ISLAMABAD – The Taliban’s supreme leader offered prayers Friday for Afghanistan's earthquake victims during a speech to Islamic clerics in Kabul.
The tremor in June killed more than 1,000 people in the eastern part of the country. State radio aired Haibatullah Akhundzada’s speech live Friday from the gathering in Kabul, where thousands of Islamic clerics and tribal elders are together for the first time since seizing power in Afghanistan in August. Women were not allowed to attend.
Akhundzada’s appearance added symbolic heft to the meeting and the decisions the group is considering about Afghanistan’s future. The Taliban are under international pressure to be more inclusive as they struggle with Afghanistan’s humanitarian crises.
The powerful earthquake killed more than 1,000 people in eastern Afghanistan, igniting yet another crisis for the struggling country and further underscoring the Taliban’s limited capabilities and isolation. Overstretched aid groups already keeping millions of Afghans alive rushed supplies to the quake victims, but most countries responded tepidly to Taliban calls for international help.
In his hour-long speech, Akhundzada called the Taliban takeover a "victory for the Muslim world.”
He added that, “Afghan businessmen should return and invest in the country.”
Akhundzada has been the spiritual chief of the Islamist movement but has remained a reclusive figure.
He rose from low-profile to leader of the Taliban in a swift transition of power after a 2016 U.S. drone strike killed his predecessor, Mullah Akhtar Mansour.
After being appointed leader, Akhundzada secured the backing of Al-Qaeda chief Ayman al-Zawahiri, who showered the cleric with praise, calling him “the emir of the faithful.”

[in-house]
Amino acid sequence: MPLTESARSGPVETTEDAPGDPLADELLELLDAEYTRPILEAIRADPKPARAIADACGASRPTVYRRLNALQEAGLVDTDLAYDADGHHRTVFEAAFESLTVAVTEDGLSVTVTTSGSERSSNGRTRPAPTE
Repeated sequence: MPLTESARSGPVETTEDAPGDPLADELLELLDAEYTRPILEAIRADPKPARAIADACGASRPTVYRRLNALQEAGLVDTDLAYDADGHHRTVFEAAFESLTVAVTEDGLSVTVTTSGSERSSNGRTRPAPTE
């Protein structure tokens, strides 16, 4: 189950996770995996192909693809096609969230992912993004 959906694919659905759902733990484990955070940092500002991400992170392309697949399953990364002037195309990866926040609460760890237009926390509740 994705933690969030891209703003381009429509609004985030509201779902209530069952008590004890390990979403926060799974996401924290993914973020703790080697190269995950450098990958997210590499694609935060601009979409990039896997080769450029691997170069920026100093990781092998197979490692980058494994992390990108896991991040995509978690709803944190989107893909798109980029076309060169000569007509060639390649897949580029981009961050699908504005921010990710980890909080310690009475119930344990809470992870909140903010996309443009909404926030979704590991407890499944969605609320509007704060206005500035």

The endorsement by Osama bin Laden’s heir helped seal his jihadist credentials with the Taliban’s longtime allies.
Akhundzada told the gathered clerics and leaders that during the bloody takeover, the Taliban “never intended to fight the Afghans" allied with the U.S.-led force. "We fought them because they became the shield of the invaders,” he said.
The Taliban, who have kept a complete lock on decision-making since taking over the country, touted the gathering in the capital of Kabul as a forum to hear a range of voices on issues facing Afghanistan.
But all those who addressed the assembly — and, it appeared, the overwhelming majority of attendees — were Taliban officials and supporters, mostly Islamic clerics.
Women were not allowed to attend, although media reports suggested that the reopening of the girls’ schools would be discussed. The Taliban’s supreme leader earlier this year banned girls after sixth grade from attending school and issued a decree requiring women in public to cover themselves completely, except for their eyes.
The Taliban’s Deputy Prime Minister Abdul Salam Hanafi told state broadcaster RTA on Wednesday that male delegates would represent women. “When their sons are in the gathering it means that they are also involved,” he said.
The gathering was held in the Loya Jirga Hall of Kabul’s Polytechnic University. A Loya Jirga is a gathering of tribal leaders and prominent figures, a traditional Afghan way for local leaders to have their grievances heard by rulers. However, the Taliban notably did not call the gathering a Loya Jirga, instead titling it “the Great Conference of Ulema,” the term in Islam for religious scholars and clerics.
The international cut-off of Afghanistan’s financing has deepened the country’s economic collapse and fueled its humanitarian crises. Millions in the country rely on international aid to have enough food to live.
The meeting comes as finance and central bank officials from the Taliban-led government are meeting with U.S. officials in Qatar to discuss economic and aid issues following last week’s earthquake.
The Washington Post first reported Tuesday that senior Biden administration officials are working with the Taliban leadership on a mechanism to allow Afghanistan’s government to use its central bank reserves to deal with the country’s severe hunger and poverty crises while erecting safeguards to ensure the funds are not misused.